Solving climate change is, in a word, complex. Google those three words, “solving climate change,” and you’ll turn up thousands of opinions, strategies and blueprints for how to best tackle the problem. While it’s encouraging to see such a wealth of proposed solutions, we can’t simply implement them all at once. What if solving a problem in one area of the world causes a different problem in another? Do we risk causing unknown harms to the environment in our attempts to solve known problems?
Common Law’s Dr. Florian Martin-Bariteau, Director of the Centre for Law, Technology and Society, has received an Insight Development Grant from the Social Sciences and Humanities Research Council (SSHRC) for a project entitled “Les secrets et les lanceurs d'alerte dans un monde numérique” (“Secrets and Whistleblowers in a Digital World”), which will explore the tensions between protecting both confidential information, and whistleblowers who act in the public interest.
Congratulations to faculty members who received Insight Development Grants from the Social Sciences and Humanities Research Council. Professor Wolfgang Alschner received funding for his project “Multilateralizing ‘WTO-extra’ Issues: A Computational Analysis of Rule Convergence in Preferential Trade Agreements”; Professor Florian Martin-Bariteau received a grant for his project “Les secrets et les lanceurs d'alerte dans un monde numérique”; and Professor João Velloso received funding for his project “Sentence severity and deportation: mapping criminality and collateral consequences of punishment at the Immigration and Refugee Board of Canada”.
A new project led by Queen’s Professor of Education Lee Airton and Common Law’s Professor Kyle Kirkup was featured today at a national press conference presided over by Canada’s Minister of Science and Sport, the Honourable Kirsty Duncan. The project looks at how Ontario's newest human rights terms – gender identity and gender expressions – are being interpreted by school boards across the province.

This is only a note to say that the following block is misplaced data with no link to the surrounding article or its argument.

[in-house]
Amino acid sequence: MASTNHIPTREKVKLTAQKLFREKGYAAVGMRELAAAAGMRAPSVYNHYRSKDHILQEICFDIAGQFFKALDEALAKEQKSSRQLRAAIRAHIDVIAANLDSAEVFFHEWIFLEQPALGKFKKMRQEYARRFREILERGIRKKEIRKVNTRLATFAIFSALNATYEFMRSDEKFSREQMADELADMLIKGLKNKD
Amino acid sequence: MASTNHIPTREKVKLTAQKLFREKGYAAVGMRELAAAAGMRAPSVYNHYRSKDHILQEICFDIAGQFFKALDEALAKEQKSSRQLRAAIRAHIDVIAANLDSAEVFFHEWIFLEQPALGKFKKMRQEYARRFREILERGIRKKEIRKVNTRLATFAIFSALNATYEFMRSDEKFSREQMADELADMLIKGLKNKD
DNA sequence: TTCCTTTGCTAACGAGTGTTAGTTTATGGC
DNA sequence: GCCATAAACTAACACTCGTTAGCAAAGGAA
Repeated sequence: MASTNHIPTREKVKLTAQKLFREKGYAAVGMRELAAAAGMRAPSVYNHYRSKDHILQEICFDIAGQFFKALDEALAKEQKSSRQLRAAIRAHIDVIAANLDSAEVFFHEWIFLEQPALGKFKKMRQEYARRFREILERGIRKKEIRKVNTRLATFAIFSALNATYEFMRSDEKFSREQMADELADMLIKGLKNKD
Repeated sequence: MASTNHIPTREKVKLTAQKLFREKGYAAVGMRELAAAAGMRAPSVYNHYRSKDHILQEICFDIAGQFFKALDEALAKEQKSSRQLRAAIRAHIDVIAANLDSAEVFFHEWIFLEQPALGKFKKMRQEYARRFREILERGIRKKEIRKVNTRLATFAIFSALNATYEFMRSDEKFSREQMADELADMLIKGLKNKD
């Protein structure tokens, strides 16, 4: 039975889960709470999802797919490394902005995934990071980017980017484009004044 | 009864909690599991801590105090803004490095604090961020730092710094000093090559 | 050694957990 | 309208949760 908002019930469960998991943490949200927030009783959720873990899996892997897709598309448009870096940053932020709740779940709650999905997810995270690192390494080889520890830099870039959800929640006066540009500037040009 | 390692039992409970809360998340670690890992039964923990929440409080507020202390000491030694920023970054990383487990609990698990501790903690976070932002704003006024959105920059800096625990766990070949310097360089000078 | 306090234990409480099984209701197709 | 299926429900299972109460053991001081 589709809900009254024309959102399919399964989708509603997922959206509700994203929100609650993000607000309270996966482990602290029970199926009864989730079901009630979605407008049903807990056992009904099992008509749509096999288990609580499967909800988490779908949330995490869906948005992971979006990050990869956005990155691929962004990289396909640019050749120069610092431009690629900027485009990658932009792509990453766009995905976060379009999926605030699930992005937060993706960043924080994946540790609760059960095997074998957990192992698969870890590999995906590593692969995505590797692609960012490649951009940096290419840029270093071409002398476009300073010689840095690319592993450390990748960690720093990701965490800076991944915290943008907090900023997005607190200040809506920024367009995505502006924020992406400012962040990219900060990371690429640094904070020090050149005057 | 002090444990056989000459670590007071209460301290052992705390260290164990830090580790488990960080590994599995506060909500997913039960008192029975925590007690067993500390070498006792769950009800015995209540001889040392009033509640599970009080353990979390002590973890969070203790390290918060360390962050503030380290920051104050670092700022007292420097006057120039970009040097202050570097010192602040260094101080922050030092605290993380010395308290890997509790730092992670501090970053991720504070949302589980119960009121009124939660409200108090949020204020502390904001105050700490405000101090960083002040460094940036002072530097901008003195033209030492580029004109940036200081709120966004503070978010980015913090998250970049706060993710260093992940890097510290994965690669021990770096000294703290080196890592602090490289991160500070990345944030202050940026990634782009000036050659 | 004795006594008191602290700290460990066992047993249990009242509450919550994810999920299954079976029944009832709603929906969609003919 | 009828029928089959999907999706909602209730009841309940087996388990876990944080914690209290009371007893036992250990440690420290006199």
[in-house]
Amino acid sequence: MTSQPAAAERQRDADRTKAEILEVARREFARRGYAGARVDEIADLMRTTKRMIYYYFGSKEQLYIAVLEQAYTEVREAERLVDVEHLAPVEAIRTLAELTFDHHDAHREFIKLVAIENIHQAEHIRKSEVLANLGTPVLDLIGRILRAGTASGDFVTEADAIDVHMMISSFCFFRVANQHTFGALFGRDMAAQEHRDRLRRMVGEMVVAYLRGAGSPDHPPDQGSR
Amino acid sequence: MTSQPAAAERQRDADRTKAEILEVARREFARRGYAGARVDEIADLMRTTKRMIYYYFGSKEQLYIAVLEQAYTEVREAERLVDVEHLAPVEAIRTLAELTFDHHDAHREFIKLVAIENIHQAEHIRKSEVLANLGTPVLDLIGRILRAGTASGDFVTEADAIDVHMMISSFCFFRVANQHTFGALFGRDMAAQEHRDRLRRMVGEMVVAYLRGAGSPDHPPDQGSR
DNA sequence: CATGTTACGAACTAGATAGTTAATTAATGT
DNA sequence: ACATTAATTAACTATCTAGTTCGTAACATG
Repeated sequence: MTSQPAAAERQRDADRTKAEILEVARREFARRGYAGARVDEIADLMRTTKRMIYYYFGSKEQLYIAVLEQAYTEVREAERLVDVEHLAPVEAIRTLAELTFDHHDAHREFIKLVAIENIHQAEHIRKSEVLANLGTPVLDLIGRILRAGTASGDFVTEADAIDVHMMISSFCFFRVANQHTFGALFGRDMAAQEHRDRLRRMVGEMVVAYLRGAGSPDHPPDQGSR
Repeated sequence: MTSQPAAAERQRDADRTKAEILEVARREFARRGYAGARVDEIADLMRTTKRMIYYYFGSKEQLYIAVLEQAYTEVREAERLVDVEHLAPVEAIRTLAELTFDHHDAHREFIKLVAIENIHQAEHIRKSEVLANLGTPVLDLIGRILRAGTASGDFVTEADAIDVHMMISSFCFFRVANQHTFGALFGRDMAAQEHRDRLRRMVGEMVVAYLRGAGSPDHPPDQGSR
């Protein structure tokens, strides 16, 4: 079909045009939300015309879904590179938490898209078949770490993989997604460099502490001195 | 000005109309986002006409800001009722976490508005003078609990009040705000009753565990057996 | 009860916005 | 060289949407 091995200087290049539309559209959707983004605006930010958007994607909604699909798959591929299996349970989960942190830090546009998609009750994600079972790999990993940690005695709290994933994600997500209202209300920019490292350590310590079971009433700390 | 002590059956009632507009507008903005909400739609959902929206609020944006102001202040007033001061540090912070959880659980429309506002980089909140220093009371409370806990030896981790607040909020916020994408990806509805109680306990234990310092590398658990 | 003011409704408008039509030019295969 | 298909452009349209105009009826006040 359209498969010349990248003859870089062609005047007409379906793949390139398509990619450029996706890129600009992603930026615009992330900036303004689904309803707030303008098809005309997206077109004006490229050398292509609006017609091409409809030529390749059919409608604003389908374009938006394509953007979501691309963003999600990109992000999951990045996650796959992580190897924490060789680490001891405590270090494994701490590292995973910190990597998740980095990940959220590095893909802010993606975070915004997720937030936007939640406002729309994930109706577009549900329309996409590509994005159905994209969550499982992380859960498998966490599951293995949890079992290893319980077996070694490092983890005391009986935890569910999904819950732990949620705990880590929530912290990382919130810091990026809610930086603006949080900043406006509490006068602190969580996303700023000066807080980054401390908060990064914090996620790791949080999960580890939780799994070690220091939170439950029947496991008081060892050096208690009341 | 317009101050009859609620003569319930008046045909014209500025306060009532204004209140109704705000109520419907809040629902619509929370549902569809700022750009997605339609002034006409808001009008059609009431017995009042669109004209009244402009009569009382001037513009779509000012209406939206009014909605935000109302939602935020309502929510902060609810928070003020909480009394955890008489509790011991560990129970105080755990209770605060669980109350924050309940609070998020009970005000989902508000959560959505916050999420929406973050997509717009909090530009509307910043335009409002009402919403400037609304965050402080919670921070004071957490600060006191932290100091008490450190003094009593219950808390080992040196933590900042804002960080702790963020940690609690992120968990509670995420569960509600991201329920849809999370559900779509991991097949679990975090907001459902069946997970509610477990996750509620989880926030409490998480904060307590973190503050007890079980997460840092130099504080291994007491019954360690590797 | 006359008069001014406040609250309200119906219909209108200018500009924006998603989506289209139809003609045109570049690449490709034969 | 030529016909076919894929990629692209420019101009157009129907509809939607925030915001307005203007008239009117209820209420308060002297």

Two graduate students currently engaged in doctoral studies at the Faculty of Law, Siobhán Airey and Pierre Cloutier de Repentigny, were recently profiled in the Ottawa Citizen. The article highlights how their work, and valuable support from the Faculty of Law, has brought them to the front lines of social justice.
This January, the Common Law Section is welcoming an extraordinary group of visiting professors from within the community and around the world to take part in the law school’s annual January Term tradition. Students and professors alike will have the opportunity to explore timely topics like cannabis law, engage with international perspectives on subjects like the regulation of new technologies, and learn from an impressive roster of experts offering the latest insight on legal issues in fields ranging from military criminal law to sports law.
It is with great pleasure that we announce the call for nominations for the Common Law Section’s Internal Awards for 2018-2019. The nomination process is outlined below. Please consider nominating your professors and colleagues!